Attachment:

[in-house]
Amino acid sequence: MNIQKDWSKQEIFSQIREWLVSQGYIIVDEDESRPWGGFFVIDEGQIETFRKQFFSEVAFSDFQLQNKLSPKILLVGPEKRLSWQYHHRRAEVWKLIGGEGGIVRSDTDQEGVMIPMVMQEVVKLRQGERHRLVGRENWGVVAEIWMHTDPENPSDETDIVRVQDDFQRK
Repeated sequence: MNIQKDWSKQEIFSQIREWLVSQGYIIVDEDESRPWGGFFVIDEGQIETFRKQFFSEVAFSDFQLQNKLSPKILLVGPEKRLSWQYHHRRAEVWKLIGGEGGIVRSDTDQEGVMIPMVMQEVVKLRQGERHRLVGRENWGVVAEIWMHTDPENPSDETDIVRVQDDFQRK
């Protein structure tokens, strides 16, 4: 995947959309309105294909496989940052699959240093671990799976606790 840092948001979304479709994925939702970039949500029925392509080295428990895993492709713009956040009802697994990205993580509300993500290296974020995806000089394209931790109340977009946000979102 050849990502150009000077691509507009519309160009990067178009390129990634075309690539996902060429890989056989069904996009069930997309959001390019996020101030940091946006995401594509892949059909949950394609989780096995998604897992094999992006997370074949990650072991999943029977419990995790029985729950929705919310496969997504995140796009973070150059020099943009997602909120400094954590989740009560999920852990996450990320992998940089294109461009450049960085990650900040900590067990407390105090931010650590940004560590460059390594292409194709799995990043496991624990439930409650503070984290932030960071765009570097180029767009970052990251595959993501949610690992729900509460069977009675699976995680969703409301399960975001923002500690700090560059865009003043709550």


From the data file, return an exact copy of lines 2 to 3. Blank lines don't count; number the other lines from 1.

Amino acid sequence: MNIQKDWSKQEIFSQIREWLVSQGYIIVDEDESRPWGGFFVIDEGQIETFRKQFFSEVAFSDFQLQNKLSPKILLVGPEKRLSWQYHHRRAEVWKLIGGEGGIVRSDTDQEGVMIPMVMQEVVKLRQGERHRLVGRENWGVVAEIWMHTDPENPSDETDIVRVQDDFQRK
Repeated sequence: MNIQKDWSKQEIFSQIREWLVSQGYIIVDEDESRPWGGFFVIDEGQIETFRKQFFSEVAFSDFQLQNKLSPKILLVGPEKRLSWQYHHRRAEVWKLIGGEGGIVRSDTDQEGVMIPMVMQEVVKLRQGERHRLVGRENWGVVAEIWMHTDPENPSDETDIVRVQDDFQRK